To simplify the discussion, we will only consider two-class classifiers in this section and define a linear classifier as a two-class classifier that decides class membership by comparing a linear combination of the features to a threshold.

Figure 14.8: There are an infinite number of hyperplanes that separate two linearly separable classes.

\includegraphics[width=6cm]{vclassline.eps}

In two dimensions, a linear classifier is a line. Five examples are shown in Figure 14.8 . These lines have the functional form $w_1x_1+w_2x_2=b$. The classification rule of a linear classifier is to assign a document to $c$ if $w_1x_1+w_2x_2>b$ and to $\overline{c}$ if $w_1x_1+w_2x_2\leq b$. Here, $(x_1, x_2)^{T}$ is the two-dimensional vector representation of the document and $(w_1, w_2)^{T}$ is the parameter vector that defines (together with $b$) the decision boundary. An alternative geometric interpretation of a linear classifier is provided in Figure 15.7 (page [*]).

We can generalize this 2D linear classifier to higher dimensions by defining a hyperplane as we did in Equation 140, repeated here as Equation 144:

\begin{displaymath}

\vec{w}^{T}\vec{x} = b

\end{displaymath}(144)

The assignment criterion then is: assign to $c$ if $\vec{w}^{T}\vec{x} > b$ and to $\overline{c}$ if $\vec{w}^{T}\vec{x} \leq b$. We call a hyperplane that we use as a linear classifier a decision hyperplane .

The corresponding algorithm for linear classification in $M$ dimensions is shown in Figure 14.9 . Linear classification at first seems trivial given the simplicity of this algorithm. However, the difficulty is in training the linear classifier, that is, in determining the parameters $\vec{w}$ and $b$ based on the training set.

-2.5 and 2.5 compare to eachother on the number line because they are the exact same distance away from 0.

Step-by-step explanation:

0 is in the very middle and to get -2.5 you go to the left 2.5 paces but to get to +2.5 you go to the right 2.5 paces. Either way you have to move Exactly 2.5 paces either to the left or right depending on if you want a positive or negative.

A,C,D are the answers

heyy idk this answer okayybye

Step-by-step explanation:

Attached solution and work.

[tex]The coordinates of 3 of the vertices of a parallelogram are (–3, 4), (–2, 1), and (2, 6). what is th[/tex]

To simplify the discussion, we will only consider two-class classifiers in this section and define a linear classifier as a two-class classifier that decides class membership by comparing a linear combination of the features to a threshold.

Figure 14.8: There are an infinite number of hyperplanes that separate two linearly separable classes.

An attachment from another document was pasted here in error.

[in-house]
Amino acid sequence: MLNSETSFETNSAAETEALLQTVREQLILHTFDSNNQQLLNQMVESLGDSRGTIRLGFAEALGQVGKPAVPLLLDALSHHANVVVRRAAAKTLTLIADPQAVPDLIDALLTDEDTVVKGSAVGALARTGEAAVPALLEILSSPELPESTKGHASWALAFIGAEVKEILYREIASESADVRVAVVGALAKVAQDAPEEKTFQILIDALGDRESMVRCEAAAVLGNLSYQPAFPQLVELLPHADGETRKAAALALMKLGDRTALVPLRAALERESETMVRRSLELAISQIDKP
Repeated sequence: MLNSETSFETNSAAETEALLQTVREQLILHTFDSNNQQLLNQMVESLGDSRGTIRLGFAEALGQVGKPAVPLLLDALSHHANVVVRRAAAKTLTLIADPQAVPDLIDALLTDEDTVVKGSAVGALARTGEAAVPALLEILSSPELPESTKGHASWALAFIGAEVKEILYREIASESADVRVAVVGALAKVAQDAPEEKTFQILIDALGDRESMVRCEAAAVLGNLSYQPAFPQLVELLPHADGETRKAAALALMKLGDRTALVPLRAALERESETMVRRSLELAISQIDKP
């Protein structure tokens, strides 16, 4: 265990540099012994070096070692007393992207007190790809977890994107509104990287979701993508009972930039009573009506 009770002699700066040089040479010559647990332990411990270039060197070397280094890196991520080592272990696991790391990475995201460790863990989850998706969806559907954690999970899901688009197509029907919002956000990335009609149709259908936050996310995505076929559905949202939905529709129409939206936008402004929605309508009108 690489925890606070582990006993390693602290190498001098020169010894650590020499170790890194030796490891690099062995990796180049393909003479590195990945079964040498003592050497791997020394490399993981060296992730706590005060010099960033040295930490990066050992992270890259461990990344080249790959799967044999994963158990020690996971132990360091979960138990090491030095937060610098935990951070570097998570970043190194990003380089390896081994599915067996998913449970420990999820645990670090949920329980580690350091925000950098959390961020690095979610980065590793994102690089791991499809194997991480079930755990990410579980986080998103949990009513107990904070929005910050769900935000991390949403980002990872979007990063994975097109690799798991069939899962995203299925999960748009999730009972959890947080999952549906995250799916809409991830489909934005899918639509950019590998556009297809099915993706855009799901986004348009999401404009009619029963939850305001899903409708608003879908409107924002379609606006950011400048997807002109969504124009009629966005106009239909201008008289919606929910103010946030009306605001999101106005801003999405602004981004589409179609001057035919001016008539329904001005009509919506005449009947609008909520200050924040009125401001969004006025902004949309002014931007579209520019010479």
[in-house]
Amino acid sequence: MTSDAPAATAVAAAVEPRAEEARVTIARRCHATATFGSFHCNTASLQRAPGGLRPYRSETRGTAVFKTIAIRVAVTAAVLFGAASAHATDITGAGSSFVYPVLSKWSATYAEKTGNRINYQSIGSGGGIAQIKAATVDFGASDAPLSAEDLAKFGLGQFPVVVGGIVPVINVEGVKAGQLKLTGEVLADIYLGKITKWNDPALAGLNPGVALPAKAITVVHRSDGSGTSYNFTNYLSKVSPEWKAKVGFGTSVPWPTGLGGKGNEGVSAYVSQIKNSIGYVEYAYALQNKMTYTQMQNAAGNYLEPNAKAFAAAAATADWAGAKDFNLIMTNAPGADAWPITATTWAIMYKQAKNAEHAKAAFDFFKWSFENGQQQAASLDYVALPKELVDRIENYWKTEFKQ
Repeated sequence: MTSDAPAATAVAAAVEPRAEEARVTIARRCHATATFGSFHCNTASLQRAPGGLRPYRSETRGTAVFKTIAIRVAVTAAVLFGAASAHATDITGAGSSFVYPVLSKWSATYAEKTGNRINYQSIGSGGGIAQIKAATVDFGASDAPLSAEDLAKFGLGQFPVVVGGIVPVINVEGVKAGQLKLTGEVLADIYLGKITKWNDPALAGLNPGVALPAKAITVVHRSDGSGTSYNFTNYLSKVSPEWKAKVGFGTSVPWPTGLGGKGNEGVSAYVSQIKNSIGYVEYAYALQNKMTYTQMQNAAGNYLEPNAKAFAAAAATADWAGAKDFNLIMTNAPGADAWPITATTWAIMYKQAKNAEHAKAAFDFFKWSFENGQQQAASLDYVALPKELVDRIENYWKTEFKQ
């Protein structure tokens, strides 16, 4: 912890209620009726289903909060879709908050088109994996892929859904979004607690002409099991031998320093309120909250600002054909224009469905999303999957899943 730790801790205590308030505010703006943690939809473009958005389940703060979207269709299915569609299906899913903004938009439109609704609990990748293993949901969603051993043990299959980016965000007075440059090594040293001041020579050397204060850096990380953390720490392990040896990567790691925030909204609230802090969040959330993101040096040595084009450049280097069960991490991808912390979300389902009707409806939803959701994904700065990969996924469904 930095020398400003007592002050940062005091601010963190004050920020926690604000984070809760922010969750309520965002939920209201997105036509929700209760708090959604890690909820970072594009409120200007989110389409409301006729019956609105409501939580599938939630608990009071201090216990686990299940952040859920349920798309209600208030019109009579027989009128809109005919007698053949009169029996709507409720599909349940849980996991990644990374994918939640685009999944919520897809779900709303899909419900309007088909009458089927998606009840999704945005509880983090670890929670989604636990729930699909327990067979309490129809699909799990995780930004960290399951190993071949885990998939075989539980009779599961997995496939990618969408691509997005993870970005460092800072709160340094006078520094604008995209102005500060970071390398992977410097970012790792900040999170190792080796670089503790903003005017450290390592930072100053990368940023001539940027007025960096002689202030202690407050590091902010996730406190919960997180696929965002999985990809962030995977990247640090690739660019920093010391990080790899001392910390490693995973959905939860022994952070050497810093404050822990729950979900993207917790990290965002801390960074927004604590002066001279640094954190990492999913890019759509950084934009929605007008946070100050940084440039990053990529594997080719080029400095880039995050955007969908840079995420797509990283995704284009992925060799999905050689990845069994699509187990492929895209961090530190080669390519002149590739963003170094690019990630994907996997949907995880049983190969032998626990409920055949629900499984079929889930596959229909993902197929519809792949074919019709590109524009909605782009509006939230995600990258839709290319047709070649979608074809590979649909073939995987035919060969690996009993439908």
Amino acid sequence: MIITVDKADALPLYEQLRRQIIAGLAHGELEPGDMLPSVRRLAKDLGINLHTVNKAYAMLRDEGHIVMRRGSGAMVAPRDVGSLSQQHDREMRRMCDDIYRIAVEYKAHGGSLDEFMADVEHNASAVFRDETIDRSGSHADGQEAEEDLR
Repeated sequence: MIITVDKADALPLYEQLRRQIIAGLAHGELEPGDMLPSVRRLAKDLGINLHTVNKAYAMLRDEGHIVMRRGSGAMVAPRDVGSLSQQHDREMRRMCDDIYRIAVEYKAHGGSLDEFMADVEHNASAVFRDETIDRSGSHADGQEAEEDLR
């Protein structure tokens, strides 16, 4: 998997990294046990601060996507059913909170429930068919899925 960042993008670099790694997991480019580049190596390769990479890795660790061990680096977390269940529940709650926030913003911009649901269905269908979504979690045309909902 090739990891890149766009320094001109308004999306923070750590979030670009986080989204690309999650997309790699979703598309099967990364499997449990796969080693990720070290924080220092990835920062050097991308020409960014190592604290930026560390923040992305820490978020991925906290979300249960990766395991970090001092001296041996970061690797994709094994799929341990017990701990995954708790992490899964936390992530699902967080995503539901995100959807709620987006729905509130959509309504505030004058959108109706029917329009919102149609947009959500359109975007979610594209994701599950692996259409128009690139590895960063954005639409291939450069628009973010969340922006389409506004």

\includegraphics[width=6cm]{vclassline.eps}

In two dimensions, a linear classifier is a line. Five examples are shown in Figure 14.8 . These lines have the functional form $w_1x_1+w_2x_2=b$. The classification rule of a linear classifier is to assign a document to $c$ if $w_1x_1+w_2x_2>b$ and to $\overline{c}$ if $w_1x_1+w_2x_2\leq b$. Here, $(x_1, x_2)^{T}$ is the two-dimensional vector representation of the document and $(w_1, w_2)^{T}$ is the parameter vector that defines (together with $b$) the decision boundary. An alternative geometric interpretation of a linear classifier is provided in Figure 15.7 (page [*]).

We can generalize this 2D linear classifier to higher dimensions by defining a hyperplane as we did in Equation 140, repeated here as Equation 144:

\begin{displaymath}

\vec{w}^{T}\vec{x} = b

\end{displaymath}(144)

The assignment criterion then is: assign to $c$ if $\vec{w}^{T}\vec{x} > b$ and to $\overline{c}$ if $\vec{w}^{T}\vec{x} \leq b$. We call a hyperplane that we use as a linear classifier a decision hyperplane .

Figure 14.9: Linear classification algorithm.

\begin{figure}\begin{algorithm}{ApplyLinearClassifier}{\vec{w},b,\vec{x}}

score ...

...in{IF}{score>b}

\RETURN{1}

\ELSE

\RETURN{0}

\end{IF}\end{algorithm}

\end{figure}

The corresponding algorithm for linear classification in $M$ dimensions is shown in Figure 14.9 . Linear classification at first seems trivial given the simplicity of this algorithm. However, the difficulty is in training the linear classifier, that is, in determining the parameters $\vec{w}$ and $b$ based on the training set.

Explanation:

-1.9 is the one

Step-by-step explanation:

A, B, and B.

Step-by-step explanation:

-2

-5

Right on the number line, -2 > -5

The opposite of -2.5 would 2.5.

Step-by-step explanation:

Positive 2.5. I know it's not any of the answer choices you listed but the opposite of a negative is a positive. I really hope I helped you.

it would be a positive 2/5

Step-by-step explanation:

-2.5 and 2.5 compare to eachother on the number line because they are the exact same distance away from 0.

Step-by-step explanation:

0 is in the very middle and to get -2.5 you go to the left 2.5 paces but to get to +2.5 you go to the right 2.5 paces. Either way you have to move Exactly 2.5 paces either to the left or right depending on if you want a positive or negative.

Step-by-step explanation:

A,Better